I couldn't help myself, I really couldn't. The minute I heard this song it's like I was enlightened. (LOL) I'll try to be back later today for a MuCore recap, but no promises. It's Saturday today, errands day. We'll see.
(continue reading for the edits)
Christmas songs are all about familiarity, about good memories from the past Christmases. They are one of the best examples of the fact that music is half-heard and half-felt -- hearing a Christmas song should make you warm and fuzzy and, well, Christmassy. And how do you do that? With familiarity. Familiar melodies, familiar instruments, chymes and bells, anything that *feels* like Christmas. Why do you think Ray Conniff arrangements/albums still sell big? Because they're familiar, because people already equate them to Christmas.
Christmas songs are as familiar as they are fresh, and so if you try too much to change the arrangements, you lose the feel, and I think I've made it very clear that the feel is everything when it comes to these songs. Pop songs are usually like that - they try too hard to deviate from the formula, but they fail to realize that once you deviate from that formula, you deviate from Christmas. And aren't you making a Christmas song in the first place?
The best Christmas songs are those that can take the formula, take the familiarity, and keep it, while delivering something that much more fresh. Let's just say that "Winter Rose" is exactly that.
The song has this sweeping melody, and it's in waltz-time. WALTZ-TIME. Christmas songs are not just in standard 2-4 or 4-4 time, some of them have really whacked out time signatures, actually. I know. Like I said, I've sung Handel's Messiah a gazillion times. You think he stuck with 4-4 all the way? Hell no!
So the chorus. It's familiar, isn't it? I can't put my finger on exactly what it mirrors, but the time signature mixed with the melody itself are enough to get you all tingly inside. And they're gorgeous. So, so gorgeous. But also, if you were to take this melody alone, without the bells and chymes, it would still actually sound like a Christmas song and not just a random pop song.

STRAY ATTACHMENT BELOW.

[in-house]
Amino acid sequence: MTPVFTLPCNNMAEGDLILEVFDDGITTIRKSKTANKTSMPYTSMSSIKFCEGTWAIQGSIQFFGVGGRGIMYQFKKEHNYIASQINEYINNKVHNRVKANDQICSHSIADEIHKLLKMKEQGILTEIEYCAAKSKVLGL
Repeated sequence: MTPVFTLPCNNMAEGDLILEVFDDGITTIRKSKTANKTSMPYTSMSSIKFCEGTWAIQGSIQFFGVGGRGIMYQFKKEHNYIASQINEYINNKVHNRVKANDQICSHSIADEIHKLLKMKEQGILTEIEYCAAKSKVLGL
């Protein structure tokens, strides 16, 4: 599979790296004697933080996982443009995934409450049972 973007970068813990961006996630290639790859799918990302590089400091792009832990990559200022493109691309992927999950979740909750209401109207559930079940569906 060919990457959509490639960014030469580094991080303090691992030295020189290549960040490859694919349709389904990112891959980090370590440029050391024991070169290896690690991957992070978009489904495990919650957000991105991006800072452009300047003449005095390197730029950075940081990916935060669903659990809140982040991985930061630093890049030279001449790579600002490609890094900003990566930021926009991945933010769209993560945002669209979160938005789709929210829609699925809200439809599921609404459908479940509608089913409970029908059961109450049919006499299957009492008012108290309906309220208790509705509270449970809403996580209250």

The bells, the chymes, THE STRING SECTION, the way they all have a mini-explosion at the chorus when that gorgeous melody takes over, I'm ready to die now. And that middle 8. Holy mother of heaven and earth and maybe even hell that middle 8.
I cannot believe I based this morning's review on what I heard from my crappy MacBook Pro speakers. I cannot believe it. I can't believe I missed what is possibly the most important part of this song - the bass line. You know me, I'm very picky with the intensity of my bass, and when songs become bass-fests they're instantly put on my bad list, but if I hate a certain type of bass, I have to like another, right? Right. As a kid, one of the many things I learned from my dad was that you can identify a song by its bass line, and that, in a noisy crowd, all you have to listen to in a song is the bass line. He was dead-right too.
But what does that have to do with anything? Well, I like very unassuming bass lines, just like the one I didn't hear on my laptop speakers this morning. I *like* looking for the bass line, like what my dad and I used to do to pass time in a noisy restaurant. And I also like bass lines that sound like they were played live then just slapped on to the song with minimal processing. I like REAL bass lines, because they actually have emotion.
The bass line on "Winter Rose" gives the song so much dimension, and it makes it real. Why do you feel all warm and fuzzy? Because you feel real. Because the bass line sets your heart racing. Like I said, Christmas songs are more about what they make you feel than they are about the technical aspects of a song. So close your eyes for a bit and just listen - listen to the real bass line, to the familiar melody, to the gorgeous strings. Don't you feel all nice and warm and fuzzy? Mission accomplished, then.
This is, without a shadow of a doubt, THE best original pop Christmas song I have ever heard.